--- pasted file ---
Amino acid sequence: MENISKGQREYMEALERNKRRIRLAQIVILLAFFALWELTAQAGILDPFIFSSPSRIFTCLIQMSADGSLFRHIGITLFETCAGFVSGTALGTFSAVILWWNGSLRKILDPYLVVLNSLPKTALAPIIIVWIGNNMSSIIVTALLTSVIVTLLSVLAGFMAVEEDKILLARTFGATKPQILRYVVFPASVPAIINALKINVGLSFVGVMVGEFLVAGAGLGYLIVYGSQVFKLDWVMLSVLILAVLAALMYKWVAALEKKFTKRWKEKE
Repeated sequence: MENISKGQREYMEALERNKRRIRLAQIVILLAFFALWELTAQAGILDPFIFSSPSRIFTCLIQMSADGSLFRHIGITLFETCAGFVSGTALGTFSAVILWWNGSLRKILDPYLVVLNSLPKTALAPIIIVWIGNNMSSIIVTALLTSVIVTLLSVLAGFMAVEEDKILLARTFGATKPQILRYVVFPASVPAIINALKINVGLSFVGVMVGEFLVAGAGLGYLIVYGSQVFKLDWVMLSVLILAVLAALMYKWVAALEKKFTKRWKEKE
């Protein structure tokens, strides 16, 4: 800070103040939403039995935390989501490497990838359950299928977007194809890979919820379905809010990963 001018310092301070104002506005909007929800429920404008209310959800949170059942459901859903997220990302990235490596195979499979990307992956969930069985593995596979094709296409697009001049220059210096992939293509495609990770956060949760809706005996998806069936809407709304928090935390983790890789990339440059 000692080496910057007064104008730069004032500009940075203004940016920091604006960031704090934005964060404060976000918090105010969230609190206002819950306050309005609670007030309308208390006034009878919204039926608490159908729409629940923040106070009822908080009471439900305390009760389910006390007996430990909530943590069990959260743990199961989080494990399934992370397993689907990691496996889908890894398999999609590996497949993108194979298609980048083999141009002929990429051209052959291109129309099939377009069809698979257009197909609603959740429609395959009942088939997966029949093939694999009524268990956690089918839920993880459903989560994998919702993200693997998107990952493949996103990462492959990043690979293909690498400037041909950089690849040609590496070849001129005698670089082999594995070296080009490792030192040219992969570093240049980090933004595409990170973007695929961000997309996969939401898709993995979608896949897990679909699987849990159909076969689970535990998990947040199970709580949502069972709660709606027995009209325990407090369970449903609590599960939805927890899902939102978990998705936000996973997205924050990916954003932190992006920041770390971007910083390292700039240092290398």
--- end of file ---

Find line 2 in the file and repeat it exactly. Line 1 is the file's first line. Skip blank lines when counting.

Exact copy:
Repeated sequence: MENISKGQREYMEALERNKRRIRLAQIVILLAFFALWELTAQAGILDPFIFSSPSRIFTCLIQMSADGSLFRHIGITLFETCAGFVSGTALGTFSAVILWWNGSLRKILDPYLVVLNSLPKTALAPIIIVWIGNNMSSIIVTALLTSVIVTLLSVLAGFMAVEEDKILLARTFGATKPQILRYVVFPASVPAIINALKINVGLSFVGVMVGEFLVAGAGLGYLIVYGSQVFKLDWVMLSVLILAVLAALMYKWVAALEKKFTKRWKEKE